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Hybrid approach to bleeding aorto-enteric fistula in patients not amenable to traditional open repair using the renal artery as a conduit.
Guillermo A. Escobar, MD, Jonathan L. Eliason, MD, Justin B. Hurie, MD.
University of Michigan, Ann Arbor, MI, USA.

Objectives:
Survival from bleeding abdominal aorto-duodenal fistula is time-dependent and current management mandates open repair of the aorta and the intestinal defect. Surgery may be contraindicated, or too high risk in some patients due to comorbidities or complex abdomens. Endovascular repair of the aorta requires large diameter access to the aorta which also may not be available.
Methods:
A 66 year old female with sudden-onset hematemesis, hematochezia and fainting was diagnosed with hemorrhagic shock from an aorto-enteric fistula. On arrival to our center she was found to have a surgical history notable for several unknown transabdominal vascular procedures, multiple transabominal hernia repairs and bowel resections culminating in a skin graft over bowel. She had dense, bilateral groin scars that were partially healed. CTA revealed a large, pseudoaneurysm from the infrarenal aorta extravasating into the duodenum. The 14mm aorta terminated directly into the right internal iliac artery. She had occluded left common iliac, left internal iliac (IIA), bilateral external iliac and common femoral arteries. She reconstituted her profundas via collaterals. Her left renal artery was only patent at the origin, and the kidney was atrophic. Her creatinine was 1.4mg/dL.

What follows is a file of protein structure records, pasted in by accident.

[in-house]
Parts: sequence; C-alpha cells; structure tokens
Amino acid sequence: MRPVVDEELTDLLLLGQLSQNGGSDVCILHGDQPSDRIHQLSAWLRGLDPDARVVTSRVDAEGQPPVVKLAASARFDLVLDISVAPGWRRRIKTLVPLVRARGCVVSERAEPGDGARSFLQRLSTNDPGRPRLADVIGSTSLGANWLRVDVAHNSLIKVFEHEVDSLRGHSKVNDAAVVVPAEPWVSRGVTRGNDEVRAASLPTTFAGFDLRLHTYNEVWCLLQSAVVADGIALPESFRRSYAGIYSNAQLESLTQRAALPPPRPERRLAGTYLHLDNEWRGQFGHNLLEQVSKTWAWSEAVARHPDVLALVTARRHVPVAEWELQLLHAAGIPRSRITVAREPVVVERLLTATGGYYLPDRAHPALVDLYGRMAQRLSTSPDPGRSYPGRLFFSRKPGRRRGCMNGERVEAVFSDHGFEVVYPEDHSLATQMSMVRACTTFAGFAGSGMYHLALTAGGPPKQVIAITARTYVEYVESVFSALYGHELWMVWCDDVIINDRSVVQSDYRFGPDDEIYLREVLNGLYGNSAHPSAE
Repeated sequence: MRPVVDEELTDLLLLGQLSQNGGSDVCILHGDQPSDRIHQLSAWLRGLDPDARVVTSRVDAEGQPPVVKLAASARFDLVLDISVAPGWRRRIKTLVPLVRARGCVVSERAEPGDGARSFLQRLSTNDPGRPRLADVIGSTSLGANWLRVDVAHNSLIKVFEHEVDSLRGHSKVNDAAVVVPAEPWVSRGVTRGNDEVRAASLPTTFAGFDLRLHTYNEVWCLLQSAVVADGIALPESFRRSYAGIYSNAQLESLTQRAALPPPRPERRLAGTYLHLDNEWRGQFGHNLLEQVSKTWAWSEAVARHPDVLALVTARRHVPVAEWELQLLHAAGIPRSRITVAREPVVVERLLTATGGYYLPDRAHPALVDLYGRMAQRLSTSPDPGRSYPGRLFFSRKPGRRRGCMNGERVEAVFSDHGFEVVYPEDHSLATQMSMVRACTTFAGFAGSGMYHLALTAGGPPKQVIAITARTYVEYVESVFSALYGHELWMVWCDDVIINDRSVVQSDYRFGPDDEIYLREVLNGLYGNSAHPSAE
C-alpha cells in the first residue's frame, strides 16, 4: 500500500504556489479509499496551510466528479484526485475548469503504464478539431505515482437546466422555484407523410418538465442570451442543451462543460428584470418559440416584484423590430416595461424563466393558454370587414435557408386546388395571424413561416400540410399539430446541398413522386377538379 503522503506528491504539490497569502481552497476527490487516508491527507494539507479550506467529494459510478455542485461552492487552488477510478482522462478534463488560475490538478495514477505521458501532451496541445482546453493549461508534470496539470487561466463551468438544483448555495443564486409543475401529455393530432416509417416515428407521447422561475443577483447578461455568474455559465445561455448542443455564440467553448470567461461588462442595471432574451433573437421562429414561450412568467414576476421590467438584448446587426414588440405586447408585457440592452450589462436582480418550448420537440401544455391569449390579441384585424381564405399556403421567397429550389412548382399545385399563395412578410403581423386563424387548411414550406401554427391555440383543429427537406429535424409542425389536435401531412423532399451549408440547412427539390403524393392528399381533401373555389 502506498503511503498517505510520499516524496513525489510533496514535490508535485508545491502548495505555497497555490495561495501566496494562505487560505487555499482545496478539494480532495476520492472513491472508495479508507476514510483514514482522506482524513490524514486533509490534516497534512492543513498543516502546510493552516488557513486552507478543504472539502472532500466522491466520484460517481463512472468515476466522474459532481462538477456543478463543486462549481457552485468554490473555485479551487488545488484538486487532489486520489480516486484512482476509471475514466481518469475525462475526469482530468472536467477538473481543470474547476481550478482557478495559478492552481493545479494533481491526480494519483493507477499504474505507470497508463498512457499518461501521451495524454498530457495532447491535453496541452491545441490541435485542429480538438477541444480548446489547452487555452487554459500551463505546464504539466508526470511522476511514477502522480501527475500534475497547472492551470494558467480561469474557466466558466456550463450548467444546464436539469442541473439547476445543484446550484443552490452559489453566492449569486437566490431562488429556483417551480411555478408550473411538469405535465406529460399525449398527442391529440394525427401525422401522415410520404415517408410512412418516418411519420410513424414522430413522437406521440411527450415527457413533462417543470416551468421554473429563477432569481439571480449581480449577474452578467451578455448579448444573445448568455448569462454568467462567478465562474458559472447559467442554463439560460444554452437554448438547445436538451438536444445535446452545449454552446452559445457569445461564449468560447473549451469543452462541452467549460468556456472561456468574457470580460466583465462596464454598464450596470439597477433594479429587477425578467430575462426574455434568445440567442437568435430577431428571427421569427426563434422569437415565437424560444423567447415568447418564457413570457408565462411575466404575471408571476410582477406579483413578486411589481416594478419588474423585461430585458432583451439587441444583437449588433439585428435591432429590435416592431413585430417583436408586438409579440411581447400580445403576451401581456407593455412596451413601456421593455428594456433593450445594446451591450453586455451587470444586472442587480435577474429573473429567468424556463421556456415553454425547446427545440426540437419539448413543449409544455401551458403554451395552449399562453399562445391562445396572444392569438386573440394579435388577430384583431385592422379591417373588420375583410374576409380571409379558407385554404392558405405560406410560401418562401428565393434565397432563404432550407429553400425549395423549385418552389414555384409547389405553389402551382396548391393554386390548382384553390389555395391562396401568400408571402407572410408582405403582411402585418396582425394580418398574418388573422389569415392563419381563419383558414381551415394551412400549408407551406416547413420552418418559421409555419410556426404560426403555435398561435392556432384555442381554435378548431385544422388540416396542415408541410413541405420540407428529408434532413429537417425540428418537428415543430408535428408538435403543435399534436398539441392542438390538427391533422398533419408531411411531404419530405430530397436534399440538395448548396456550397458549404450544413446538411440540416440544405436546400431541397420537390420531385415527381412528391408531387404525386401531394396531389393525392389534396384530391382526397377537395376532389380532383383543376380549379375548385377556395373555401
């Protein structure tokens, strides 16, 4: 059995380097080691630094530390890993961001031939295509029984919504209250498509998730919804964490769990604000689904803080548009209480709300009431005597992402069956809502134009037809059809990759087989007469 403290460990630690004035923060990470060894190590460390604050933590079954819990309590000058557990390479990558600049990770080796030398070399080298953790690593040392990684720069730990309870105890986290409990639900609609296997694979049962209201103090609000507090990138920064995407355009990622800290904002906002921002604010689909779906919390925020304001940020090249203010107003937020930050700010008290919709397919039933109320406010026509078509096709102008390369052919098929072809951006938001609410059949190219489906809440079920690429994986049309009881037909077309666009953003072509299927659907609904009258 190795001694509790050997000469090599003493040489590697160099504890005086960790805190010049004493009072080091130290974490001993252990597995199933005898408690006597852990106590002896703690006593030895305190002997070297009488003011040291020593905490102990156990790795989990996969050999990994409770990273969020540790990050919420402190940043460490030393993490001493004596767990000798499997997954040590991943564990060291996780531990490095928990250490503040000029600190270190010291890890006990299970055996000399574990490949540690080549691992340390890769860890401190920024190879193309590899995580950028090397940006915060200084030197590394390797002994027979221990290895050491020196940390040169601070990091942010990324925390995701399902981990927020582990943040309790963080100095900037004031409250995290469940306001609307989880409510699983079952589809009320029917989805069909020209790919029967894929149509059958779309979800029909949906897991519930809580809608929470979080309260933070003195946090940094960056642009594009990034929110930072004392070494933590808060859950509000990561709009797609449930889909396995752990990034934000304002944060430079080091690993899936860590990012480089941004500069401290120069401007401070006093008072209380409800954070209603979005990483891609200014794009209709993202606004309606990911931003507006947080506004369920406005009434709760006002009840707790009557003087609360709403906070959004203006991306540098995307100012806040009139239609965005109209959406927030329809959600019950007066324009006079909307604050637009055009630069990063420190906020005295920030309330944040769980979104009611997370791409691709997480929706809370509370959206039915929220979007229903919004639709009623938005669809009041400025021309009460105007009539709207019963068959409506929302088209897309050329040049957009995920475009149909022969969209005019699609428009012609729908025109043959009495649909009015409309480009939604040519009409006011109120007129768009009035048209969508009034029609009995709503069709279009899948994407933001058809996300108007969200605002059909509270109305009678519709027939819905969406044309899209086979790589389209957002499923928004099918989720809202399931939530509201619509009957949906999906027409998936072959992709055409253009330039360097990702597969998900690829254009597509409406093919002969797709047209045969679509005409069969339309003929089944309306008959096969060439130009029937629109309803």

Via a retroperitoneal approach, supraceliac control was obtained. The left renal artery was amputated and a 8mm Dacron conduit was anastomosed and externalized. The angiogram was impaired due to the use of a mobile C-arm, her lateral position and obese habitus, so a catheter was placed in the right renal artery to mark the proximal limit of deployment. A 16mm x 8.5cm AneuRx graft limb was soaked with Rifampin, deployed and successfully sealed the large pseudoaneurysm.
Results:
While duodenoscopy at one month identified residual graft (from a presumed aortic patch angioplasty) in the duodenum, the patient was discharged home with suppressive antibiotics on a regular diet without SIRS or bleeding for 3 months so far.
Conclusions:
Endovascular exclusion of bleeding aorto-enteric fistula by any means may be lifesaving. The second stage repair of the enteric defect may thus be delayed to allow for patient stabilization and optimization, or just obviated in patients whose comorbidities make open repair unreasonable.


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